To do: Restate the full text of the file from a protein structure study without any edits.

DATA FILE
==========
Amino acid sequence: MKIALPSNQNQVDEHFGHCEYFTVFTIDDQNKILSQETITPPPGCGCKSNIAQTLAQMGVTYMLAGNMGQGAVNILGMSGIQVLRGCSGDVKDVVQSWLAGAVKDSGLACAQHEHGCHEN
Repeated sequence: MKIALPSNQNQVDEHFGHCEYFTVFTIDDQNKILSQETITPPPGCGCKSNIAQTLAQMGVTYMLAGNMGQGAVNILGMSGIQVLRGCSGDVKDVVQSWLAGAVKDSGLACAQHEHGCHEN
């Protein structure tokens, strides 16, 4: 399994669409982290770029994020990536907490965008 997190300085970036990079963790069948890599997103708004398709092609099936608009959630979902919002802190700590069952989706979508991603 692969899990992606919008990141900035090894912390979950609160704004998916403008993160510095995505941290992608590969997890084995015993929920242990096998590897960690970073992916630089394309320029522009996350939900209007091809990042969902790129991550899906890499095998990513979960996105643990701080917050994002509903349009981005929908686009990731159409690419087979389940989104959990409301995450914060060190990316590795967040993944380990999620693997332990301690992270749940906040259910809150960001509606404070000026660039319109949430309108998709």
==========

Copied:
Amino acid sequence: MKIALPSNQNQVDEHFGHCEYFTVFTIDDQNKILSQETITPPPGCGCKSNIAQTLAQMGVTYMLAGNMGQGAVNILGMSGIQVLRGCSGDVKDVVQSWLAGAVKDSGLACAQHEHGCHEN
Repeated sequence: MKIALPSNQNQVDEHFGHCEYFTVFTIDDQNKILSQETITPPPGCGCKSNIAQTLAQMGVTYMLAGNMGQGAVNILGMSGIQVLRGCSGDVKDVVQSWLAGAVKDSGLACAQHEHGCHEN
């Protein structure tokens, strides 16, 4: 399994669409982290770029994020990536907490965008 997190300085970036990079963790069948890599997103708004398709092609099936608009959630979902919002802190700590069952989706979508991603 692969899990992606919008990141900035090894912390979950609160704004998916403008993160510095995505941290992608590969997890084995015993929920242990096998590897960690970073992916630089394309320029522009996350939900209007091809990042969902790129991550899906890499095998990513979960996105643990701080917050994002509903349009981005929908686009990731159409690419087979389940989104959990409301995450914060060190990316590795967040993944380990999620693997332990301690992270749940906040259910809150960001509606404070000026660039319109949430309108998709």